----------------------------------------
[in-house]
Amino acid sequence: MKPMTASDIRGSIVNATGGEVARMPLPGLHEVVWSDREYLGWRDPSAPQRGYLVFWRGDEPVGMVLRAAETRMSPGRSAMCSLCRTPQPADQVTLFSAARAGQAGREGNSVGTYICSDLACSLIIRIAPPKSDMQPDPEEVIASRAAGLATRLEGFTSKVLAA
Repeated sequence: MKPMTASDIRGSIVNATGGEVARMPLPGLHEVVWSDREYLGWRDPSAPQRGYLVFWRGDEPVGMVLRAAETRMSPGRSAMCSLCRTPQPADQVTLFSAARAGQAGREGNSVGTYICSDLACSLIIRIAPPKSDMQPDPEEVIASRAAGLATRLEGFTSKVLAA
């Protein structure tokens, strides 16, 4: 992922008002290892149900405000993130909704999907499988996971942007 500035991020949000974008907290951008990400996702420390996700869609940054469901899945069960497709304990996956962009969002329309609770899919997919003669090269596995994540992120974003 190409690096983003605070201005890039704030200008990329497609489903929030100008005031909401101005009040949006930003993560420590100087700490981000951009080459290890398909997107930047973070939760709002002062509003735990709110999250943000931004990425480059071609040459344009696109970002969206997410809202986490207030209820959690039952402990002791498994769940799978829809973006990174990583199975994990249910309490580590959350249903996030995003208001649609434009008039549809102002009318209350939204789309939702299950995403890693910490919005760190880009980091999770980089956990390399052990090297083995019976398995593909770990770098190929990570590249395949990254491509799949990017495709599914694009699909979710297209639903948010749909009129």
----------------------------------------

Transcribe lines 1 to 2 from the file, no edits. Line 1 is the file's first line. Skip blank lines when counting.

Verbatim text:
[in-house]
Amino acid sequence: MKPMTASDIRGSIVNATGGEVARMPLPGLHEVVWSDREYLGWRDPSAPQRGYLVFWRGDEPVGMVLRAAETRMSPGRSAMCSLCRTPQPADQVTLFSAARAGQAGREGNSVGTYICSDLACSLIIRIAPPKSDMQPDPEEVIASRAAGLATRLEGFTSKVLAA